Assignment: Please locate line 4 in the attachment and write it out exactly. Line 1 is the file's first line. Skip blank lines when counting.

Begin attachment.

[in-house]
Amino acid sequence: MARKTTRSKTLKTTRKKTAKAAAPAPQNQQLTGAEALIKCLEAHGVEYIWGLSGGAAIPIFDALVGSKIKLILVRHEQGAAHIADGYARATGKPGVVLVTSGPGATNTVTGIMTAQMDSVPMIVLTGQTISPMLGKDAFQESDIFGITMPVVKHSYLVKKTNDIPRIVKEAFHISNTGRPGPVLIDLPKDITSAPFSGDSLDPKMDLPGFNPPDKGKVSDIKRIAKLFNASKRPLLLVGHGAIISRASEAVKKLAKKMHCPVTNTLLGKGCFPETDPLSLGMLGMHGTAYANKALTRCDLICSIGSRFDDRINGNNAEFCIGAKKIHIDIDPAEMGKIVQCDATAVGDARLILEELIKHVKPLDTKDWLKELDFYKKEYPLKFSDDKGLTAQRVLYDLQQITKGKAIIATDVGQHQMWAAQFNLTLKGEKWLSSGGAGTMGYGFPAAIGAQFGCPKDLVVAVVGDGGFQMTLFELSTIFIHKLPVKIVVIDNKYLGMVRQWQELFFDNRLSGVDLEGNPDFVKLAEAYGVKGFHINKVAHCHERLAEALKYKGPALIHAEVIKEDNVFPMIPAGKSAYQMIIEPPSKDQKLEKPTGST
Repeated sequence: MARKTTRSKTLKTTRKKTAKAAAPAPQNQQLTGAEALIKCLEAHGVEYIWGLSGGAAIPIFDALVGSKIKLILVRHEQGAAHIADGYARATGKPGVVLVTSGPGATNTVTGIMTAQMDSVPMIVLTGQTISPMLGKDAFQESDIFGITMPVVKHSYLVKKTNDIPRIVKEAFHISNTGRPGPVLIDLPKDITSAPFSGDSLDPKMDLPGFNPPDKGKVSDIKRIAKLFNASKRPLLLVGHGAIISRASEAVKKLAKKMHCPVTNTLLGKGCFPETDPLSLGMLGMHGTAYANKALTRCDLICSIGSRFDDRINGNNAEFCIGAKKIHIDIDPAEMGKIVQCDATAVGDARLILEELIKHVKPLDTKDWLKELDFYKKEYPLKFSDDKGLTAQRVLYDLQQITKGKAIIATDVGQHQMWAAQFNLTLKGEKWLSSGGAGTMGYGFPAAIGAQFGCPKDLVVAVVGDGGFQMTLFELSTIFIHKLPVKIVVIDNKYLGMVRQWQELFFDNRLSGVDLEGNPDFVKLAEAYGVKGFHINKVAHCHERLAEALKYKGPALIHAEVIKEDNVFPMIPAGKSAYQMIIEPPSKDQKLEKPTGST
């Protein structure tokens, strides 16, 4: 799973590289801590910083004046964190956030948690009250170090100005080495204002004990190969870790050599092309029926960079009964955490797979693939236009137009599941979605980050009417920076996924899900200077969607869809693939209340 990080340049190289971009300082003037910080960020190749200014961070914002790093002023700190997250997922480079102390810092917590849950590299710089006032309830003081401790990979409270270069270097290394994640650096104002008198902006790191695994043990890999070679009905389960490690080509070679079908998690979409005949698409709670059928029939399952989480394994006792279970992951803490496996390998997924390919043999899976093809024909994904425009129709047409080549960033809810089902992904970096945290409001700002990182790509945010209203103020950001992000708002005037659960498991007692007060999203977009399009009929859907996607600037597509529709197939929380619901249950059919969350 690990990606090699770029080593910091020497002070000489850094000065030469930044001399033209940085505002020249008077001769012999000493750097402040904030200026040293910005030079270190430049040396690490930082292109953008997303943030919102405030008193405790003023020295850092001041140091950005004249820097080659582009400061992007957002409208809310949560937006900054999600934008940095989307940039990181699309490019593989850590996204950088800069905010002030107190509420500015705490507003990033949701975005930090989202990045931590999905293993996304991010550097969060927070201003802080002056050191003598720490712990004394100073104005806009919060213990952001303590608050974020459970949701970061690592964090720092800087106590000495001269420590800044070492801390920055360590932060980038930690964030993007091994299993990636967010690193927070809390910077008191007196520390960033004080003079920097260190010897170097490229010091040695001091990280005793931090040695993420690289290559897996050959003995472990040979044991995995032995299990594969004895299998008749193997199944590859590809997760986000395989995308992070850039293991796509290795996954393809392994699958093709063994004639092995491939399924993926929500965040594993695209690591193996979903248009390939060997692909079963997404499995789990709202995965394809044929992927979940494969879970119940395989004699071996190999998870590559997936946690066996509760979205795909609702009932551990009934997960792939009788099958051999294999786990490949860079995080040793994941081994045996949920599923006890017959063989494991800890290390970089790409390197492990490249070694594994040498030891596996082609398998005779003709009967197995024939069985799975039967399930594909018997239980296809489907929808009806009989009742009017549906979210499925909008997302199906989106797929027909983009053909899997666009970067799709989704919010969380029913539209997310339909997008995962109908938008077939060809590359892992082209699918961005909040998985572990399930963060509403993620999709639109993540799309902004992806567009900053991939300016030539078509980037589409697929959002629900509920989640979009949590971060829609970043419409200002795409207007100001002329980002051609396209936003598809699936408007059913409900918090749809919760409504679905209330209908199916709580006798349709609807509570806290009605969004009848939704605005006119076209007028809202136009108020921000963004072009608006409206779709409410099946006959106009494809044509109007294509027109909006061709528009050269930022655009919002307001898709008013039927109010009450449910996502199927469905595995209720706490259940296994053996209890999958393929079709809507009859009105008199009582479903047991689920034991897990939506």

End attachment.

């Protein structure tokens, strides 16, 4: 799973590289801590910083004046964190956030948690009250170090100005080495204002004990190969870790050599092309029926960079009964955490797979693939236009137009599941979605980050009417920076996924899900200077969607869809693939209340 990080340049190289971009300082003037910080960020190749200014961070914002790093002023700190997250997922480079102390810092917590849950590299710089006032309830003081401790990979409270270069270097290394994640650096104002008198902006790191695994043990890999070679009905389960490690080509070679079908998690979409005949698409709670059928029939399952989480394994006792279970992951803490496996390998997924390919043999899976093809024909994904425009129709047409080549960033809810089902992904970096945290409001700002990182790509945010209203103020950001992000708002005037659960498991007692007060999203977009399009009929859907996607600037597509529709197939929380619901249950059919969350 690990990606090699770029080593910091020497002070000489850094000065030469930044001399033209940085505002020249008077001769012999000493750097402040904030200026040293910005030079270190430049040396690490930082292109953008997303943030919102405030008193405790003023020295850092001041140091950005004249820097080659582009400061992007957002409208809310949560937006900054999600934008940095989307940039990181699309490019593989850590996204950088800069905010002030107190509420500015705490507003990033949701975005930090989202990045931590999905293993996304991010550097969060927070201003802080002056050191003598720490712990004394100073104005806009919060213990952001303590608050974020459970949701970061690592964090720092800087106590000495001269420590800044070492801390920055360590932060980038930690964030993007091994299993990636967010690193927070809390910077008191007196520390960033004080003079920097260190010897170097490229010091040695001091990280005793931090040695993420690289290559897996050959003995472990040979044991995995032995299990594969004895299998008749193997199944590859590809997760986000395989995308992070850039293991796509290795996954393809392994699958093709063994004639092995491939399924993926929500965040594993695209690591193996979903248009390939060997692909079963997404499995789990709202995965394809044929992927979940494969879970119940395989004699071996190999998870590559997936946690066996509760979205795909609702009932551990009934997960792939009788099958051999294999786990490949860079995080040793994941081994045996949920599923006890017959063989494991800890290390970089790409390197492990490249070694594994040498030891596996082609398998005779003709009967197995024939069985799975039967399930594909018997239980296809489907929808009806009989009742009017549906979210499925909008997302199906989106797929027909983009053909899997666009970067799709989704919010969380029913539209997310339909997008995962109908938008077939060809590359892992082209699918961005909040998985572990399930963060509403993620999709639109993540799309902004992806567009900053991939300016030539078509980037589409697929959002629900509920989640979009949590971060829609970043419409200002795409207007100001002329980002051609396209936003598809699936408007059913409900918090749809919760409504679905209330209908199916709580006798349709609807509570806290009605969004009848939704605005006119076209007028809202136009108020921000963004072009608006409206779709409410099946006959106009494809044509109007294509027109909006061709528009050269930022655009919002307001898709008013039927109010009450449910996502199927469905595995209720706490259940296994053996209890999958393929079709809507009859009105008199009582479903047991689920034991897990939506």